(3) Published and unpublished descriptions of activity (past/present) at analogous volcanic systems within the region and elsewhere. This provided an indication of possible activity that may have been either unprecedented or not preserved in the geologic record at the volcano in question. In the case of some islands (e.g., Saint Lucia) very few data exist for the island's recent past (i.e., past 20,000 years), making it difficult to determine frequency of past eruptions and likely style of future activity. In cases like this, it was very helpful to draw comparisons with similar volcanic islands in the region where more is known, such as Montserrat and Martinique.
Regardless of the level of pre-existing knowledge of the past eruptive activity on each island, our philosophy was to use the available information outlined above to (a) identify all centres that could potentially erupt in the future, (b) identify what style of eruption would most likely occur at that centre in the future, and (c) generate a realistic scenario for that eruption. We took the view that these were long-term forecasts based on the current scientific understanding of the volcano in question. Where possible an attempt was made to determine recurrence rates and thus provide some indication of how likely a particular scenario was. This was possible in the case of Dominica and St. Vincent; however, more often than not likelihood was not ascribed to the scenario, rather the maps showed hazard conditional on an eruption occurring.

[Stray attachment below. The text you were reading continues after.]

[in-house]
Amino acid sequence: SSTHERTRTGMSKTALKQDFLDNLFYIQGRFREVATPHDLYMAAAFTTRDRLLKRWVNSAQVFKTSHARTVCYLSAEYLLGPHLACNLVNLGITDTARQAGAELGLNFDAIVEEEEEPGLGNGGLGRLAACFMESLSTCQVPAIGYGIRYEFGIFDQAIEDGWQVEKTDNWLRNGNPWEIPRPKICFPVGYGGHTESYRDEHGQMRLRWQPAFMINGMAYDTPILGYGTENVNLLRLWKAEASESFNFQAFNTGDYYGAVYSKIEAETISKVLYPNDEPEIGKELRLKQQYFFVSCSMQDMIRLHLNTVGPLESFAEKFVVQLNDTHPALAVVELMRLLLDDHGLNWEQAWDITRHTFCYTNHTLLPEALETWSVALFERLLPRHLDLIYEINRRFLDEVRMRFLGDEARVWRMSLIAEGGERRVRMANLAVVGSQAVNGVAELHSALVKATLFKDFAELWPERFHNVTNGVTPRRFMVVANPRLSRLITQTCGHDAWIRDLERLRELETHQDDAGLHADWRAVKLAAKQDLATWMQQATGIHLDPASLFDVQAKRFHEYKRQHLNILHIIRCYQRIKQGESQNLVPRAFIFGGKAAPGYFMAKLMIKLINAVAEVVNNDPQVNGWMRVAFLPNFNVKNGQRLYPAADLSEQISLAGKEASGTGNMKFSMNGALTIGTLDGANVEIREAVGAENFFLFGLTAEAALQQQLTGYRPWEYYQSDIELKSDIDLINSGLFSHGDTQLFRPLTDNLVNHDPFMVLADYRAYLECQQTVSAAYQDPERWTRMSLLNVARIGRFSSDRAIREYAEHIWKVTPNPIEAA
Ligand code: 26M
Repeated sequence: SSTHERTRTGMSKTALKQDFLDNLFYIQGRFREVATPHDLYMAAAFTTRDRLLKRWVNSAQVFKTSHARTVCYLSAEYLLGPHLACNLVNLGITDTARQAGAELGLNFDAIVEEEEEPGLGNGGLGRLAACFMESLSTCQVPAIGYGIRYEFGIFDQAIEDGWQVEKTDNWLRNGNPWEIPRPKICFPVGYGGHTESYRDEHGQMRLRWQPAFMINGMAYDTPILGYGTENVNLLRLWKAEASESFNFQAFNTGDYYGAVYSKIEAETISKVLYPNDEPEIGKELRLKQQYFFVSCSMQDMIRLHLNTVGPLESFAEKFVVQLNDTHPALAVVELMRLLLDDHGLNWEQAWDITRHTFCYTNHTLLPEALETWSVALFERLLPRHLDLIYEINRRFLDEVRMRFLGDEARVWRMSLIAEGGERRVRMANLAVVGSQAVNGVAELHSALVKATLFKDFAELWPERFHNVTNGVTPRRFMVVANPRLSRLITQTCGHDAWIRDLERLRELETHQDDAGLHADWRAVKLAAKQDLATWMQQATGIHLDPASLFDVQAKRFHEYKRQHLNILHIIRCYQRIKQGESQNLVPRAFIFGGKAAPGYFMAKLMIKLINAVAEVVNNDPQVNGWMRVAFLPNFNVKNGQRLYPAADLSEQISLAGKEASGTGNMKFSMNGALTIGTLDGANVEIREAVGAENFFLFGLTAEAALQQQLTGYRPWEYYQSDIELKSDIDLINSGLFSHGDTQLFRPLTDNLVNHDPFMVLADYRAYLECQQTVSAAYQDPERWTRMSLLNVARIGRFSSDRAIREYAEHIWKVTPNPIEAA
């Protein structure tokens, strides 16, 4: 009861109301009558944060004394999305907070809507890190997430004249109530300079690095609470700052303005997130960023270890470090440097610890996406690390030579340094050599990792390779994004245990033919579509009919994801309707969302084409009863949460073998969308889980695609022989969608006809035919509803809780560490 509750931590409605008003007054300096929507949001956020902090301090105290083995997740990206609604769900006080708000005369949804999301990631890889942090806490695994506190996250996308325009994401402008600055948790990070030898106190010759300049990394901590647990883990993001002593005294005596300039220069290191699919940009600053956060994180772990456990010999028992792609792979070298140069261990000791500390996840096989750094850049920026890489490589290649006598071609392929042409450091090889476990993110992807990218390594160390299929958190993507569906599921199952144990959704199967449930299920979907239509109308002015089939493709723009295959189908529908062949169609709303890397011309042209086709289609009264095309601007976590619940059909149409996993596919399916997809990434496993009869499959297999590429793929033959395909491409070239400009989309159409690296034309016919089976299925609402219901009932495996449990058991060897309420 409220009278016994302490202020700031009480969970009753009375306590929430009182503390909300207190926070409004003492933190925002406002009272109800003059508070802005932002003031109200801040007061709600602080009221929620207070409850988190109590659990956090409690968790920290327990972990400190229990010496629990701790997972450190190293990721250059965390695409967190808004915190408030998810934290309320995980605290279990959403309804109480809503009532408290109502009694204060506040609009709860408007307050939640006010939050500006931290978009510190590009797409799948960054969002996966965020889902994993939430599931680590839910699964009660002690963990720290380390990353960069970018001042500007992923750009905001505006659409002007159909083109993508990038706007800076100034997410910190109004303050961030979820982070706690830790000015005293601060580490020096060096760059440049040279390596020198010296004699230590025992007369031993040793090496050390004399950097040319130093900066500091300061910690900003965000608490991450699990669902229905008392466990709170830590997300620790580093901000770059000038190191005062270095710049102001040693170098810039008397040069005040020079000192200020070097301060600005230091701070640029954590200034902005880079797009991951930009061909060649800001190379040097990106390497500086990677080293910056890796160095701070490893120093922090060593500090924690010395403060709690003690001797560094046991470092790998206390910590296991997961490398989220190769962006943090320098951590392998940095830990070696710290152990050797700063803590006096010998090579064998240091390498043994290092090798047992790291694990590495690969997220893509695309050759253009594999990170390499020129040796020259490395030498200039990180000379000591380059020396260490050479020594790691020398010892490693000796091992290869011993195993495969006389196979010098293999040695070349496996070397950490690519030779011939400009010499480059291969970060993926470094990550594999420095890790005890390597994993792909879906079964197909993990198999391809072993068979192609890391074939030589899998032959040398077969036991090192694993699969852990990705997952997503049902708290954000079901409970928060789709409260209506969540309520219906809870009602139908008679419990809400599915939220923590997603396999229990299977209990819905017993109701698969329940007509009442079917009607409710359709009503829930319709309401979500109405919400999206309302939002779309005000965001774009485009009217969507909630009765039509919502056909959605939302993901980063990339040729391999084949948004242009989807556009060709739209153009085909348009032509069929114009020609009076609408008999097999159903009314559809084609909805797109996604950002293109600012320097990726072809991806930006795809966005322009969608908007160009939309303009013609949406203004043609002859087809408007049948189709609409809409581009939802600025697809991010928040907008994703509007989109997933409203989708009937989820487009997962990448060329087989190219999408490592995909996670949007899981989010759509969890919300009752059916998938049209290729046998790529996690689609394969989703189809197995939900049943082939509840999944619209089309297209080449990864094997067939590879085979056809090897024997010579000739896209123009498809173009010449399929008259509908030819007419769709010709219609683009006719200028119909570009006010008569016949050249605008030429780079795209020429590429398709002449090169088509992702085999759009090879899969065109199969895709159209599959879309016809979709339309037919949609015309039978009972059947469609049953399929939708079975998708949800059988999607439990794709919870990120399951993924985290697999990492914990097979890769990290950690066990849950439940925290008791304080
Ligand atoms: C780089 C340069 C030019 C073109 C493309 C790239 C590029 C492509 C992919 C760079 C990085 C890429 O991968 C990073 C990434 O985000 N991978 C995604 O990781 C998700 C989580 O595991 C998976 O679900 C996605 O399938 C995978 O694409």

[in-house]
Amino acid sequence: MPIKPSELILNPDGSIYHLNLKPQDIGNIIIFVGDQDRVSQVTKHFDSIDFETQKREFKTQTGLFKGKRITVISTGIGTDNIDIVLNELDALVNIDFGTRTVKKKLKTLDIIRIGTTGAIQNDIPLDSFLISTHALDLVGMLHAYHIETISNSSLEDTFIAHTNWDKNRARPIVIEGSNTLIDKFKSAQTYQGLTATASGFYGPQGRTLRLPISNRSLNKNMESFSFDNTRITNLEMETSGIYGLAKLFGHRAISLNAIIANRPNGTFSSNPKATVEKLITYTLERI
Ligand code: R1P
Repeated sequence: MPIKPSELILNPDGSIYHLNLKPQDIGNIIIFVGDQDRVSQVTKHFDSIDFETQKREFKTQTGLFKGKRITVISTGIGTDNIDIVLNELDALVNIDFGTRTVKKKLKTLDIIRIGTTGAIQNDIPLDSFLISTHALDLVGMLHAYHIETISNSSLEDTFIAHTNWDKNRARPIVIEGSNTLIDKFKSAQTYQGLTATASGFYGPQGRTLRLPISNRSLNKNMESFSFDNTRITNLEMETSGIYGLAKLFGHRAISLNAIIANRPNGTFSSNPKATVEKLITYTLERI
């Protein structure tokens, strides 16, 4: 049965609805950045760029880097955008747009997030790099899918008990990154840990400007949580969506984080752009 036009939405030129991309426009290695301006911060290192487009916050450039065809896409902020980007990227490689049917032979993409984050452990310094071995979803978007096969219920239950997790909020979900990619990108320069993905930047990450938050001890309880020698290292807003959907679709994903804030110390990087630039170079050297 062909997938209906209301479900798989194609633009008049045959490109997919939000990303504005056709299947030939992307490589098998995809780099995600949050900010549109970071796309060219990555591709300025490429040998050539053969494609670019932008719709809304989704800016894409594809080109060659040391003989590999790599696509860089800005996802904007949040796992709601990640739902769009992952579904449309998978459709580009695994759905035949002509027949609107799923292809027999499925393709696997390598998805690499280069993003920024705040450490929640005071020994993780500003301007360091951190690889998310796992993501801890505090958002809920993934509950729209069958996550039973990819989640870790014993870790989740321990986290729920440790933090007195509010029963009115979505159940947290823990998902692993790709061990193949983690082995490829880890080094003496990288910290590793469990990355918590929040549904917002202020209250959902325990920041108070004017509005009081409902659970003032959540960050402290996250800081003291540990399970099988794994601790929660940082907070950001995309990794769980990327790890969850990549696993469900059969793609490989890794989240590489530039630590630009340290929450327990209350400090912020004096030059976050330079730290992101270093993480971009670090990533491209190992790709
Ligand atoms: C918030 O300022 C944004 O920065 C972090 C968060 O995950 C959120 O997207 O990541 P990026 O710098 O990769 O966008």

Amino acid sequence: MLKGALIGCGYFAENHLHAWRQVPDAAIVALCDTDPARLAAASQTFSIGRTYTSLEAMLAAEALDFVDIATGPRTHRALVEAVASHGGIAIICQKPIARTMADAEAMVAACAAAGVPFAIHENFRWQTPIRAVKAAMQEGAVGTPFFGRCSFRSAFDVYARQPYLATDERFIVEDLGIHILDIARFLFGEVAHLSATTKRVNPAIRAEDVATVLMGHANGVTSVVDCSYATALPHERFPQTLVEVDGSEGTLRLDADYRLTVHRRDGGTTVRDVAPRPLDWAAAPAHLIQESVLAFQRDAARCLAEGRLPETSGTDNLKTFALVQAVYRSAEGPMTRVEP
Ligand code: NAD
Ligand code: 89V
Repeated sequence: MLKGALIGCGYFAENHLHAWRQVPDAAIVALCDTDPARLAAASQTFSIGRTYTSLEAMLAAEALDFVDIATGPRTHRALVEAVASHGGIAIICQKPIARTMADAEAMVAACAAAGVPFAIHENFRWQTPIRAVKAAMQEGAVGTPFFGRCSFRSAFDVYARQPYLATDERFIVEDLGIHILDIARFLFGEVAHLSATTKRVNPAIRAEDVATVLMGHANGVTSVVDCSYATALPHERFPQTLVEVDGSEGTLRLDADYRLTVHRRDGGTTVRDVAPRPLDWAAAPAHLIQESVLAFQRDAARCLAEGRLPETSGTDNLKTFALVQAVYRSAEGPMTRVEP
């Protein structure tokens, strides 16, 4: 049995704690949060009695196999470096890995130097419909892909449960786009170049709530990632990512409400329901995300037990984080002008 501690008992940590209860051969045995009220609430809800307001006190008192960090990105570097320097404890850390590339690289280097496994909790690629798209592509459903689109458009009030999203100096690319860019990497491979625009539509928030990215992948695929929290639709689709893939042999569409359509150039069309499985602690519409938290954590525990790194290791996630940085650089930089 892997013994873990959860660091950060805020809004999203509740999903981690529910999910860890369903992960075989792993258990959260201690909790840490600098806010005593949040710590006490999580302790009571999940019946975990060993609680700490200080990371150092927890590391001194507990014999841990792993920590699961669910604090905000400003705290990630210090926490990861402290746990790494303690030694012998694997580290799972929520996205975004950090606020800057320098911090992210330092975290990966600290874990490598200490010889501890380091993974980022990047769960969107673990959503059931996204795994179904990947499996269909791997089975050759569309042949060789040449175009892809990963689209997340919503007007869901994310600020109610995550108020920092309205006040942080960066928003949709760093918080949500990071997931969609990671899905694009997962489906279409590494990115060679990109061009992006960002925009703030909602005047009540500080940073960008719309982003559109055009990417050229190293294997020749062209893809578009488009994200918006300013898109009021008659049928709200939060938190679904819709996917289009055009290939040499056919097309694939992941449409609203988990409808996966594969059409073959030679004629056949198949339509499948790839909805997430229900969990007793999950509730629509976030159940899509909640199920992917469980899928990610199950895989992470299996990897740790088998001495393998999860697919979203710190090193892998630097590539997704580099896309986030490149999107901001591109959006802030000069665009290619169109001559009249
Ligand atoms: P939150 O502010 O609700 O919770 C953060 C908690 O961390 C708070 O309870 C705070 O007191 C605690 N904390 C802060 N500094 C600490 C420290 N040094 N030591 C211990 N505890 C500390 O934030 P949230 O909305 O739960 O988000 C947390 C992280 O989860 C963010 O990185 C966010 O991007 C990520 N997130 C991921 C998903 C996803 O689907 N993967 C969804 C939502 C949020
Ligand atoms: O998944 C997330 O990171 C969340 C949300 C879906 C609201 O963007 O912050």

Past volcanic activity in the Lesser Antilles has been dominated by two styles of activity (Figure 2): effusive andesitic dome growth and associated pyroclastic activity, and moderate-sized basaltic-andesite explosive magmatic eruptions. As a result these are the two most common scenarios depicted in the hazard maps. The main volcanic hazards expected at volcanoes in the Lesser Antilles were considered to be pyroclastic flows, surges and falls, lava domes and dome collapses, debris avalanches, directed blasts, and lahars, with the particular combination of hazards that could be experienced in any given scenario depending on the type of eruption expected. For the submarine volcanoes Kick ‘em Jenny and Caille we also considered the secondary hazards of volcanogenic landslides and tsunami.